Recently the boys were watching an Arthur DVD (the aardvark from PBS). The episode was opposite day and everything was the opposite, for example, they would say goodbye to greet someone instead of hello. That’s the best way to describe many of the differences between our home country and our host country. It’s funny how in the States one has to pay more for organic or all natural foods and processed foods are very cheap, but here you can get all the produce, vegetables and peanuts you want cheap, but will pay extremely high prices for ham slices, hot dogs, potato chips, canned goods, etc… We splurge and every once and awhile will purchase hotdogs (about $22 for 20 hotdogs) and I ration them by cutting them into smaller pieces and mixing them into other things like stir fry’s. Today I got a great deal on ham (it was only 7995 fcfa, which is $17.76 per kilo = 2.2 lbs). This was marked down from 9995 per kilo. This is the low end, not the superior ham. Then, much to the delight of our boys, potato chips were on sale too! They were only 990 ($2.20) per bag (the bags here are a little bigger than the big grab bags in the States). So tonight we are having a very familiar and comforting meal that the boys are already bragging to their friends about …. ham sandwiches and potato chips! (Now if we could only have yellow mustard and dill spears to go with it we would be in hog heaven)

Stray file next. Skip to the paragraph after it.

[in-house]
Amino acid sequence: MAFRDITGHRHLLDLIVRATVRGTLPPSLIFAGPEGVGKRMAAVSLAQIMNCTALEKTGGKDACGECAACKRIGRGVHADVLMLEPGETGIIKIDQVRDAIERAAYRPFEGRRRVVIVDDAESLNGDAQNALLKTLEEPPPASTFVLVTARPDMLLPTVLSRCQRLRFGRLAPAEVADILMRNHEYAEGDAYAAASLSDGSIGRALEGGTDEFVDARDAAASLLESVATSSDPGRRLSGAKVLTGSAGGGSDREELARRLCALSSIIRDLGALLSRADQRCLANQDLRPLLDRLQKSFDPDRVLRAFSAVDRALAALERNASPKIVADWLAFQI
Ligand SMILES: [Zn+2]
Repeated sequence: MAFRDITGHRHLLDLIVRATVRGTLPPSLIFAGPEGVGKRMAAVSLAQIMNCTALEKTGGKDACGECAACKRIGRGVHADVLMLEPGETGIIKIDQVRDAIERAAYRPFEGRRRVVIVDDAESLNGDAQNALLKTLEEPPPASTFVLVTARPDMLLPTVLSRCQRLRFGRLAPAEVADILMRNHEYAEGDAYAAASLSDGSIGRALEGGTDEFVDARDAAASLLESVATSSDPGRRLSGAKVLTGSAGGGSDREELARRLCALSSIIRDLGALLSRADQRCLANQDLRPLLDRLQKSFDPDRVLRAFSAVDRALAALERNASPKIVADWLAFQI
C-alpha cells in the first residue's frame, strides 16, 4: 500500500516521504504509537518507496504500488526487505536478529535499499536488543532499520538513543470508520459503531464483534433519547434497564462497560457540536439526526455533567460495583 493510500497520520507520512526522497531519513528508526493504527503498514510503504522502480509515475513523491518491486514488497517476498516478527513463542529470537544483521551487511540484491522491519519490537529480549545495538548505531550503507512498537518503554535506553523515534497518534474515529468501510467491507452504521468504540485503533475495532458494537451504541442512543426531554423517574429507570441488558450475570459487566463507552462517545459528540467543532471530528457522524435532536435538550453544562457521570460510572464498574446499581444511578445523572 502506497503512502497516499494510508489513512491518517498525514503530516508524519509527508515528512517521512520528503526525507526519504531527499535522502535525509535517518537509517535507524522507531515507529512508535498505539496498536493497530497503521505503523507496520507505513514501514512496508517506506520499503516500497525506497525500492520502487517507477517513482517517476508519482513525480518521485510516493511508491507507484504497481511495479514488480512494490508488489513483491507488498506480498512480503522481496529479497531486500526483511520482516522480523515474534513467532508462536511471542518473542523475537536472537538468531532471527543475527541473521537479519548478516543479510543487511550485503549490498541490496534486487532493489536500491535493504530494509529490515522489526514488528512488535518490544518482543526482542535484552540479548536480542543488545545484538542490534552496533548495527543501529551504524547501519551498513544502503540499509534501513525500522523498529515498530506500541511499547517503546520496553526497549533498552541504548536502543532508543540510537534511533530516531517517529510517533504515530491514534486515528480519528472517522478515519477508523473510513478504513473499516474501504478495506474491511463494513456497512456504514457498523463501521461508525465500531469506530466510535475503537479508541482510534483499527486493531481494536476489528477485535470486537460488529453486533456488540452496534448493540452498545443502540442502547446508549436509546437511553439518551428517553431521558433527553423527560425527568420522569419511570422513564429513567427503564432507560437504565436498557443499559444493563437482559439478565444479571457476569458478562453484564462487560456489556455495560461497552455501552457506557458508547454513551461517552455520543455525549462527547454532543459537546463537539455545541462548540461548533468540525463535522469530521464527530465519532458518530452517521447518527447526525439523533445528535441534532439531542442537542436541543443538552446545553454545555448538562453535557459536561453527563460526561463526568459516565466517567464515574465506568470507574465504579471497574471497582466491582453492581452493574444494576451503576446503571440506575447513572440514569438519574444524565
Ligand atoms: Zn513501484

Food is not the only area where things are opposite of the States. In the States one pays a premium for services, for example, tailor/seam stress, doctors visit, cleaning, shoe repair, haircuts, etc…, but goods are inexpensive compared to services. Here services are very reasonable, but goods are expensive in comparison to services. I can have a dress made for 2000 ($4.44), but if I want dress shoes to go with it, I could find a cheap pair for 15000 ($33.33). I can get the same pair of shoes repaired for 300 ($0.66).
It’s a good thing you’re a bargain hunter. You’re always able to find the deal.